The Reichian View on Low Self-Esteem
Low self-esteem is a topic that I know many people, myself included, are very interested in. And of course there are heaps of self-help books, videos and courses out there to help you to overcome it. The basic strategy employed is usually to progressively take more risks. It’s like behavioural therapy, from back in the old days of psychology last century.
Scared of speaking up and being seen? Okay, join Toastmasters and confront that fear. Put yourself in a situation where you have to do what you’re afraid of until the fear starts to dissipate and no longer controls you.
Scared of being in a place where people of perceived high-status hang out? Okay, buy some quality clothing, stand up straight and walk in. Act the part. Carry on acting it until the fear diminishes and it feels natural.
Behavioural therapy. It works.
Or seems to. Because there can be an issue.
What happens sometimes is that we learn to cope with low self-esteem by covering it over with a front. We practice adopting a persona, that of being confident and outgoing perhaps, but underneath, all that fear and insecurity still lurks.
By no means is this always the case. Sometimes we do simply overcome our fears and move forwards in life.
But if you suspect that you might just be covering things over, it can be helpful to understand the roots of low self-esteem.
In Reichian Character Structure, low self-esteem relates to the Endurer character. Let’s take a closer look. Because if we can treat our own inner Endurer, we can really start to overcome any low self-esteem we have on a deeper level.
Like all five of the Reichian character types, the Endurer relates to a distinct phase or aspect of our very early childhood. It goes back to when we first start to forge a sense of our own identity, at the age of two.
Two year olds kick off! They can be a nightmare. They scream and rage at the slightest thing. Ask any parent and I feel sure that they will confirm this. And dealing with a two-year old can be challenging. If, as parents, we just give them freedom to behave however they wish, then we will soon have an uncontrollable monster on our hands. We have to provide our child with the right sense of boundaries and this is actually not at all easy.
We have to find the right balance between allowing freedom, giving boundaries and showing love. It’s really not easy to get this right and many parents inevitably overstep the mark to some degree. The amount that this happens dictates our personal level of the Endurer character. Let’s take a look why.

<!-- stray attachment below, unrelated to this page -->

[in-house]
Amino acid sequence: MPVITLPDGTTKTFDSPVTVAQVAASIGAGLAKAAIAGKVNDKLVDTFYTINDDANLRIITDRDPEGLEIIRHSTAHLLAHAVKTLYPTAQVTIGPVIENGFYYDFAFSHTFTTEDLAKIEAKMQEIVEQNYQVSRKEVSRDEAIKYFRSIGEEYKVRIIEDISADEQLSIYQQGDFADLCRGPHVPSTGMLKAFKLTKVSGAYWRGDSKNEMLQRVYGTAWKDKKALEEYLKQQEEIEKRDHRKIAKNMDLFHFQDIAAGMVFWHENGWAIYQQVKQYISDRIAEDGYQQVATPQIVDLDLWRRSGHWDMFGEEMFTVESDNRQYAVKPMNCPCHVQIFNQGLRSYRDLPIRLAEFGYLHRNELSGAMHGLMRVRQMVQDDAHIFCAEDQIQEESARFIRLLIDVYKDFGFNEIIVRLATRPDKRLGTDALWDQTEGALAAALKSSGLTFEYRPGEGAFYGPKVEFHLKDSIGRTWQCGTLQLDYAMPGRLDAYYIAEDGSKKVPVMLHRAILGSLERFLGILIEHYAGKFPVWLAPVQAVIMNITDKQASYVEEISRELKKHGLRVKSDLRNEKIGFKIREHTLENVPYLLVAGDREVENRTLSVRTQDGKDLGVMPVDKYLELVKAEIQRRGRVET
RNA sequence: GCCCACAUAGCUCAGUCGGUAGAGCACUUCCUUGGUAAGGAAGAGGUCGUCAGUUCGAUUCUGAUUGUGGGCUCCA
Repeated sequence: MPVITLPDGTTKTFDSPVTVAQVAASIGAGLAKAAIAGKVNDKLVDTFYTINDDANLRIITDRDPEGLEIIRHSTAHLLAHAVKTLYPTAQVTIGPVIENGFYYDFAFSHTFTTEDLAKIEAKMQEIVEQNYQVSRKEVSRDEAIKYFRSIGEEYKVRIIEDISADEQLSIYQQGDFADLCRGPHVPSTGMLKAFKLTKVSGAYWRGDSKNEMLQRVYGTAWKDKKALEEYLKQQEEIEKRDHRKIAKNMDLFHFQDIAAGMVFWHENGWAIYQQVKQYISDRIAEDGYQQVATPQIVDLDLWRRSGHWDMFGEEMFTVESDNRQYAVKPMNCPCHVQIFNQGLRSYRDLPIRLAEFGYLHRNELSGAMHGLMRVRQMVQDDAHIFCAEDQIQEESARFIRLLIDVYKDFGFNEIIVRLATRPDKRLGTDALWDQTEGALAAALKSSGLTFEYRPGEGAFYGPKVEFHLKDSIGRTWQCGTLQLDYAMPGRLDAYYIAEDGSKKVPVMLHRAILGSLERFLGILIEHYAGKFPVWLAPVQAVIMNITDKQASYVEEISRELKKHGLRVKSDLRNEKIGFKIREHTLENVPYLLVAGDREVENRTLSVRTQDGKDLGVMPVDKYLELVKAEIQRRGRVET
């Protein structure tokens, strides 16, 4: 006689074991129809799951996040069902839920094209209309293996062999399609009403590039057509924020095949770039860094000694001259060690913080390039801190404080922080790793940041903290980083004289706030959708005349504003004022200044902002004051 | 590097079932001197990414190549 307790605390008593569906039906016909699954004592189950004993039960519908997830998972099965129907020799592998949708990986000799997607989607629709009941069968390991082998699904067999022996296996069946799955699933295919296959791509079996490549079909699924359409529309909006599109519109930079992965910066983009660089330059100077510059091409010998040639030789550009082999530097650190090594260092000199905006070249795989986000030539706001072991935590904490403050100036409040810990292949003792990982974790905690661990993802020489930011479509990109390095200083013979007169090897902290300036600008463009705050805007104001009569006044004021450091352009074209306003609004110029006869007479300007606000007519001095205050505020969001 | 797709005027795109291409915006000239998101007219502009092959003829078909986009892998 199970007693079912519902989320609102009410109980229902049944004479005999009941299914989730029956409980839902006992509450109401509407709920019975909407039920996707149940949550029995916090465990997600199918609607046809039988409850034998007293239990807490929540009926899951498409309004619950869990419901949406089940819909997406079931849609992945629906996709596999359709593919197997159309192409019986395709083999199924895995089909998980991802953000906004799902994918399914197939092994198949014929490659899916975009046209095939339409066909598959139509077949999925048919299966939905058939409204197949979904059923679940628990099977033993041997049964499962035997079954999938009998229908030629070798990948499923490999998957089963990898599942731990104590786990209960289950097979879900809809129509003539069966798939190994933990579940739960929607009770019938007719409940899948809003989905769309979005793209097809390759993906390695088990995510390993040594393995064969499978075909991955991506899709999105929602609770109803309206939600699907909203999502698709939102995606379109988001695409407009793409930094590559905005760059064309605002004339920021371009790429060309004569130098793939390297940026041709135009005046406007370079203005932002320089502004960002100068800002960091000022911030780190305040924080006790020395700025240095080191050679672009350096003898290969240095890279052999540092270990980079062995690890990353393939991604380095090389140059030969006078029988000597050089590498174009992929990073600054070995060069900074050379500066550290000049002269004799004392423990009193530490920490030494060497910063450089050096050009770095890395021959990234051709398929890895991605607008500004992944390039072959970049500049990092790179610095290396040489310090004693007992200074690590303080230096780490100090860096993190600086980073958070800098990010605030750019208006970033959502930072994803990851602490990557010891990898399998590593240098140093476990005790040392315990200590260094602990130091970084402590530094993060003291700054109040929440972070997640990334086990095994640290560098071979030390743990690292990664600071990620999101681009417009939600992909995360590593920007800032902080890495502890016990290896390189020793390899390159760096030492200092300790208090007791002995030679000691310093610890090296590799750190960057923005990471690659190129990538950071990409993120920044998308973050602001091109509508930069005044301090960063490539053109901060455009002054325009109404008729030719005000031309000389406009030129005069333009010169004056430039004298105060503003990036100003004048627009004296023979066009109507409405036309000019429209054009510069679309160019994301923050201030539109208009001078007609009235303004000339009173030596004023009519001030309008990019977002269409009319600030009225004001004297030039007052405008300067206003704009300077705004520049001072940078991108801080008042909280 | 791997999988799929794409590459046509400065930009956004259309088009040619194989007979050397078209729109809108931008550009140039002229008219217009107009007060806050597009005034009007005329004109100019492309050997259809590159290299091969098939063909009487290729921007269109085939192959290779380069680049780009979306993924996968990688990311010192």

A two-year old might be screaming and shouting and making our life a nightmare. But they are also acutely vulnerable. If a child of this age senses a threat to the ongoing care of the parent, it registers this as a life-threat. Our nervous system knows that if the parents leave we will likely die. That is what happened throughout our evolutionary history. So we are calibrated to respond to a perceived threat of withdrawal of care with very extreme measures. We literally shut down.
We become peaceful, quiet and compliant. We simply obey our parents as best we can. And inside of us, the need to comply is encoded with the desire to survive. Self-expression is associated with life-threat. As we grow older and become adults, this binding remains.
Perhaps you can see why this situation leads to low self-esteem. Having associated self-expression with life-threat, and compliance with survival, is it likely that we will take the social risks necessary to develop fully and have a great life? It is not.
Now, what I’m describing here is someone who is fully in the Endurer character. On my Reichian Character Structure quiz, it would be easily their dominant trait.
But, in reality, any level of this character type in our personality will hold us back in life. Having a nervous system that has been calibrated to not express and to comply is clearly not a useful thing.
So treating the Endurer character type within us also helps us to remove the roots of low self-esteem. I am pasting some videos below, taken from my YouTube channel, where you can learn exercises to help release you from the grip of your own personal Endurer.